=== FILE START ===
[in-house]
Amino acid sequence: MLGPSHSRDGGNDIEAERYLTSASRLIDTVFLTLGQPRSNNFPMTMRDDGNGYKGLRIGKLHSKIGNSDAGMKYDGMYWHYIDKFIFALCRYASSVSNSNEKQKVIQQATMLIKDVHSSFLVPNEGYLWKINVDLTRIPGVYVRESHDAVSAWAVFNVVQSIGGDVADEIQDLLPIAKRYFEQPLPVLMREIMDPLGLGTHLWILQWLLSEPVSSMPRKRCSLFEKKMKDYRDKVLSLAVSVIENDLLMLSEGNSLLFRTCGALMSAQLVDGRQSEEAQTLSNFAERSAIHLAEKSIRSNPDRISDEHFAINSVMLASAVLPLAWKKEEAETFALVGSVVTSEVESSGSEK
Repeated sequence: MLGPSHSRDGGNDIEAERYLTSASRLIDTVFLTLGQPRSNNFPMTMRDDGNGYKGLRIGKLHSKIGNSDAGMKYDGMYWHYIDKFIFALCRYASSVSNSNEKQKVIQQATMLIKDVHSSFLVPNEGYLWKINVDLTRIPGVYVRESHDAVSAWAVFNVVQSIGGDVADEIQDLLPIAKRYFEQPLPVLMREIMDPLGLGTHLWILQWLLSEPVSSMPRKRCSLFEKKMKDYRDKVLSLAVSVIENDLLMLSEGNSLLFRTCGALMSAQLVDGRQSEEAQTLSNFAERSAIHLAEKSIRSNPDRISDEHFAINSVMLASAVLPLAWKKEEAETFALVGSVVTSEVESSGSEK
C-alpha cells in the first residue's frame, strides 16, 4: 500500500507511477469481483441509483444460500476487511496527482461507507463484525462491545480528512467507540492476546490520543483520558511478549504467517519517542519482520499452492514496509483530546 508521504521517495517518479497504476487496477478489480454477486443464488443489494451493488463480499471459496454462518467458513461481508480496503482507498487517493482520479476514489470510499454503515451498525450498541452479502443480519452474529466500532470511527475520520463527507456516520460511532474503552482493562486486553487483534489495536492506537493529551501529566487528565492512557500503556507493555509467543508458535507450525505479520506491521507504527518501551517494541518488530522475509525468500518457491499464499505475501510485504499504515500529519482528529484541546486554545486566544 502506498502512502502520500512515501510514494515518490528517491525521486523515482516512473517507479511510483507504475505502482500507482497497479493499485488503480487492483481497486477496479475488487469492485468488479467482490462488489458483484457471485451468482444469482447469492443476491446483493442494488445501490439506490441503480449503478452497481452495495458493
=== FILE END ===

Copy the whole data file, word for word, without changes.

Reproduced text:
[in-house]
Amino acid sequence: MLGPSHSRDGGNDIEAERYLTSASRLIDTVFLTLGQPRSNNFPMTMRDDGNGYKGLRIGKLHSKIGNSDAGMKYDGMYWHYIDKFIFALCRYASSVSNSNEKQKVIQQATMLIKDVHSSFLVPNEGYLWKINVDLTRIPGVYVRESHDAVSAWAVFNVVQSIGGDVADEIQDLLPIAKRYFEQPLPVLMREIMDPLGLGTHLWILQWLLSEPVSSMPRKRCSLFEKKMKDYRDKVLSLAVSVIENDLLMLSEGNSLLFRTCGALMSAQLVDGRQSEEAQTLSNFAERSAIHLAEKSIRSNPDRISDEHFAINSVMLASAVLPLAWKKEEAETFALVGSVVTSEVESSGSEK
Repeated sequence: MLGPSHSRDGGNDIEAERYLTSASRLIDTVFLTLGQPRSNNFPMTMRDDGNGYKGLRIGKLHSKIGNSDAGMKYDGMYWHYIDKFIFALCRYASSVSNSNEKQKVIQQATMLIKDVHSSFLVPNEGYLWKINVDLTRIPGVYVRESHDAVSAWAVFNVVQSIGGDVADEIQDLLPIAKRYFEQPLPVLMREIMDPLGLGTHLWILQWLLSEPVSSMPRKRCSLFEKKMKDYRDKVLSLAVSVIENDLLMLSEGNSLLFRTCGALMSAQLVDGRQSEEAQTLSNFAERSAIHLAEKSIRSNPDRISDEHFAINSVMLASAVLPLAWKKEEAETFALVGSVVTSEVESSGSEK
C-alpha cells in the first residue's frame, strides 16, 4: 500500500507511477469481483441509483444460500476487511496527482461507507463484525462491545480528512467507540492476546490520543483520558511478549504467517519517542519482520499452492514496509483530546 508521504521517495517518479497504476487496477478489480454477486443464488443489494451493488463480499471459496454462518467458513461481508480496503482507498487517493482520479476514489470510499454503515451498525450498541452479502443480519452474529466500532470511527475520520463527507456516520460511532474503552482493562486486553487483534489495536492506537493529551501529566487528565492512557500503556507493555509467543508458535507450525505479520506491521507504527518501551517494541518488530522475509525468500518457491499464499505475501510485504499504515500529519482528529484541546486554545486566544 502506498502512502502520500512515501510514494515518490528517491525521486523515482516512473517507479511510483507504475505502482500507482497497479493499485488503480487492483481497486477496479475488487469492485468488479467482490462488489458483484457471485451468482444469482447469492443476491446483493442494488445501490439506490441503480449503478452497481452495495458493